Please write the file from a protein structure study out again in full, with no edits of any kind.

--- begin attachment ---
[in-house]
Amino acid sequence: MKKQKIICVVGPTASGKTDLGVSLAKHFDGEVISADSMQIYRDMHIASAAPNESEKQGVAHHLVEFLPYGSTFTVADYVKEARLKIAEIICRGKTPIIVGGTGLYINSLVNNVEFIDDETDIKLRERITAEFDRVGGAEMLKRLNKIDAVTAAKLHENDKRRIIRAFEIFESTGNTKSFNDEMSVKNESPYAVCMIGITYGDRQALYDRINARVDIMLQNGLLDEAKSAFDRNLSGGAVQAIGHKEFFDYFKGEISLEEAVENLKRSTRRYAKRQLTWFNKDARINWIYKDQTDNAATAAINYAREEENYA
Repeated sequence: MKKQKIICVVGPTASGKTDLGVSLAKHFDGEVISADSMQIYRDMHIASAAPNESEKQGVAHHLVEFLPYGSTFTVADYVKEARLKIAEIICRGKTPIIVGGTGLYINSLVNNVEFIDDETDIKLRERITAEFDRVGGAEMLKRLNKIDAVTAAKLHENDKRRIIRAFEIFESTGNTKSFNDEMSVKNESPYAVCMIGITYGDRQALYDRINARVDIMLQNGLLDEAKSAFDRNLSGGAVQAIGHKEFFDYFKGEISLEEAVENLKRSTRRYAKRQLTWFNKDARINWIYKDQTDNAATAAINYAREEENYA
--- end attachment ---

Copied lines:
[in-house]
Amino acid sequence: MKKQKIICVVGPTASGKTDLGVSLAKHFDGEVISADSMQIYRDMHIASAAPNESEKQGVAHHLVEFLPYGSTFTVADYVKEARLKIAEIICRGKTPIIVGGTGLYINSLVNNVEFIDDETDIKLRERITAEFDRVGGAEMLKRLNKIDAVTAAKLHENDKRRIIRAFEIFESTGNTKSFNDEMSVKNESPYAVCMIGITYGDRQALYDRINARVDIMLQNGLLDEAKSAFDRNLSGGAVQAIGHKEFFDYFKGEISLEEAVENLKRSTRRYAKRQLTWFNKDARINWIYKDQTDNAATAAINYAREEENYA
Repeated sequence: MKKQKIICVVGPTASGKTDLGVSLAKHFDGEVISADSMQIYRDMHIASAAPNESEKQGVAHHLVEFLPYGSTFTVADYVKEARLKIAEIICRGKTPIIVGGTGLYINSLVNNVEFIDDETDIKLRERITAEFDRVGGAEMLKRLNKIDAVTAAKLHENDKRRIIRAFEIFESTGNTKSFNDEMSVKNESPYAVCMIGITYGDRQALYDRINARVDIMLQNGLLDEAKSAFDRNLSGGAVQAIGHKEFFDYFKGEISLEEAVENLKRSTRRYAKRQLTWFNKDARINWIYKDQTDNAATAAINYAREEENYA